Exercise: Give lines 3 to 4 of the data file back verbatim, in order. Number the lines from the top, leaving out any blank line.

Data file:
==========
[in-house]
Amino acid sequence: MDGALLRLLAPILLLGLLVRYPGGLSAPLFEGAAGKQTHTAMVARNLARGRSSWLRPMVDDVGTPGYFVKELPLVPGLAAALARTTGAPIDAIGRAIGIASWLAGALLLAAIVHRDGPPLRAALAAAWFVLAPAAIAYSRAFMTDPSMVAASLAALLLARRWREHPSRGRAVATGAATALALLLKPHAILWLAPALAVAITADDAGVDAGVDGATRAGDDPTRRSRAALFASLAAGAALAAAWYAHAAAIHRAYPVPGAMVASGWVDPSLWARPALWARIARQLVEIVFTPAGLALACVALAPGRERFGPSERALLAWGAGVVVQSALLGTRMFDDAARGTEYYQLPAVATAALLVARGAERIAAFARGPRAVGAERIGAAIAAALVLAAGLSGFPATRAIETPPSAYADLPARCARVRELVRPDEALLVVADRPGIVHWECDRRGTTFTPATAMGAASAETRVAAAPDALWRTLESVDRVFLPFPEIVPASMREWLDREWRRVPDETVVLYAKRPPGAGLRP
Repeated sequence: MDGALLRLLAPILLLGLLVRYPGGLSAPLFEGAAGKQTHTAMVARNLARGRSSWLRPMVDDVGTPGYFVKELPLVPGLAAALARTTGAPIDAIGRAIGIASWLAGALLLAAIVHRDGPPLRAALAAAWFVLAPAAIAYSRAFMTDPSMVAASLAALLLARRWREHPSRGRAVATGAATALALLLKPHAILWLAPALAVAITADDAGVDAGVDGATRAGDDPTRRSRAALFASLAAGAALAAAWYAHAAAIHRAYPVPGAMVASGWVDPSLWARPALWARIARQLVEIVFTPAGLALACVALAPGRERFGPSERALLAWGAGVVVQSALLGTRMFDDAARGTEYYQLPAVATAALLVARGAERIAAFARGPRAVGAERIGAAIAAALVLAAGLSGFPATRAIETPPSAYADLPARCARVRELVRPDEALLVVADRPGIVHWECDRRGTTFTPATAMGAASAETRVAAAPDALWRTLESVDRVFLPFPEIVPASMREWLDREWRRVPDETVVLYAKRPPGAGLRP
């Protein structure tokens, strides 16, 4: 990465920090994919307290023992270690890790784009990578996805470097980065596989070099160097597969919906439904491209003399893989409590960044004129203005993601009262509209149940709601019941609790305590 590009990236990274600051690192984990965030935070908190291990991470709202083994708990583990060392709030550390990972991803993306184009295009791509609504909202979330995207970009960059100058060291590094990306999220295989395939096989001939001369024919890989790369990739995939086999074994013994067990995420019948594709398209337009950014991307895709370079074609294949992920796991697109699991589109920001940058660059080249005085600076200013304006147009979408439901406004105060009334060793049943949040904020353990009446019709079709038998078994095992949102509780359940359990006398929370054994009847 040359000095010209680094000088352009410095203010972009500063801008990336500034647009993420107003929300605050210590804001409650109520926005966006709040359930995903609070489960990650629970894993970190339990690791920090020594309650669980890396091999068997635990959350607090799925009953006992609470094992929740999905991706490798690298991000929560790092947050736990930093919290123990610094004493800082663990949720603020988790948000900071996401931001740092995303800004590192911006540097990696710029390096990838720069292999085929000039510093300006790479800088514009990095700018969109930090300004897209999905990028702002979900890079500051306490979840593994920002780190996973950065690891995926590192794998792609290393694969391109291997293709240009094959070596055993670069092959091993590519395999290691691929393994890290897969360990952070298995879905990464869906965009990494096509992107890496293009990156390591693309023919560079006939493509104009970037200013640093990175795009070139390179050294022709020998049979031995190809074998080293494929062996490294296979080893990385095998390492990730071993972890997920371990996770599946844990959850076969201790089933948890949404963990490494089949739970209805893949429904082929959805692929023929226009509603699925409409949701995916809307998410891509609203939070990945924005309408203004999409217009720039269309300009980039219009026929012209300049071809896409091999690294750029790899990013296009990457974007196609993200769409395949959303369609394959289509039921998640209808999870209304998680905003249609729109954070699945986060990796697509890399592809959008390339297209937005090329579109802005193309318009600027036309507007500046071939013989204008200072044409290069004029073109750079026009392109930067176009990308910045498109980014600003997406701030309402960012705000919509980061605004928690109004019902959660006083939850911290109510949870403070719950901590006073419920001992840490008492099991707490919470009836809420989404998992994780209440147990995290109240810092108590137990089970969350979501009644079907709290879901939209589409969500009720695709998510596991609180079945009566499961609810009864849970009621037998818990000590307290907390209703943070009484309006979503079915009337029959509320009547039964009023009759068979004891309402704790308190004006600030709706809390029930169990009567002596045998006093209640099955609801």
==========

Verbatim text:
Repeated sequence: MDGALLRLLAPILLLGLLVRYPGGLSAPLFEGAAGKQTHTAMVARNLARGRSSWLRPMVDDVGTPGYFVKELPLVPGLAAALARTTGAPIDAIGRAIGIASWLAGALLLAAIVHRDGPPLRAALAAAWFVLAPAAIAYSRAFMTDPSMVAASLAALLLARRWREHPSRGRAVATGAATALALLLKPHAILWLAPALAVAITADDAGVDAGVDGATRAGDDPTRRSRAALFASLAAGAALAAAWYAHAAAIHRAYPVPGAMVASGWVDPSLWARPALWARIARQLVEIVFTPAGLALACVALAPGRERFGPSERALLAWGAGVVVQSALLGTRMFDDAARGTEYYQLPAVATAALLVARGAERIAAFARGPRAVGAERIGAAIAAALVLAAGLSGFPATRAIETPPSAYADLPARCARVRELVRPDEALLVVADRPGIVHWECDRRGTTFTPATAMGAASAETRVAAAPDALWRTLESVDRVFLPFPEIVPASMREWLDREWRRVPDETVVLYAKRPPGAGLRP
């Protein structure tokens, strides 16, 4: 990465920090994919307290023992270690890790784009990578996805470097980065596989070099160097597969919906439904491209003399893989409590960044004129203005993601009262509209149940709601019941609790305590 590009990236990274600051690192984990965030935070908190291990991470709202083994708990583990060392709030550390990972991803993306184009295009791509609504909202979330995207970009960059100058060291590094990306999220295989395939096989001939001369024919890989790369990739995939086999074994013994067990995420019948594709398209337009950014991307895709370079074609294949992920796991697109699991589109920001940058660059080249005085600076200013304006147009979408439901406004105060009334060793049943949040904020353990009446019709079709038998078994095992949102509780359940359990006398929370054994009847 040359000095010209680094000088352009410095203010972009500063801008990336500034647009993420107003929300605050210590804001409650109520926005966006709040359930995903609070489960990650629970894993970190339990690791920090020594309650669980890396091999068997635990959350607090799925009953006992609470094992929740999905991706490798690298991000929560790092947050736990930093919290123990610094004493800082663990949720603020988790948000900071996401931001740092995303800004590192911006540097990696710029390096990838720069292999085929000039510093300006790479800088514009990095700018969109930090300004897209999905990028702002979900890079500051306490979840593994920002780190996973950065690891995926590192794998792609290393694969391109291997293709240009094959070596055993670069092959091993590519395999290691691929393994890290897969360990952070298995879905990464869906965009990494096509992107890496293009990156390591693309023919560079006939493509104009970037200013640093990175795009070139390179050294022709020998049979031995190809074998080293494929062996490294296979080893990385095998390492990730071993972890997920371990996770599946844990959850076969201790089933948890949404963990490494089949739970209805893949429904082929959805692929023929226009509603699925409409949701995916809307998410891509609203939070990945924005309408203004999409217009720039269309300009980039219009026929012209300049071809896409091999690294750029790899990013296009990457974007196609993200769409395949959303369609394959289509039921998640209808999870209304998680905003249609729109954070699945986060990796697509890399592809959008390339297209937005090329579109802005193309318009600027036309507007500046071939013989204008200072044409290069004029073109750079026009392109930067176009990308910045498109980014600003997406701030309402960012705000919509980061605004928690109004019902959660006083939850911290109510949870403070719950901590006073419920001992840490008492099991707490919470009836809420989404998992994780209440147990995290109240810092108590137990089970969350979501009644079907709290879901939209589409969500009720695709998510596991609180079945009566499961609810009864849970009621037998818990000590307290907390209703943070009484309006979503079915009337029959509320009547039964009023009759068979004891309402704790308190004006600030709706809390029930169990009567002596045998006093209640099955609801």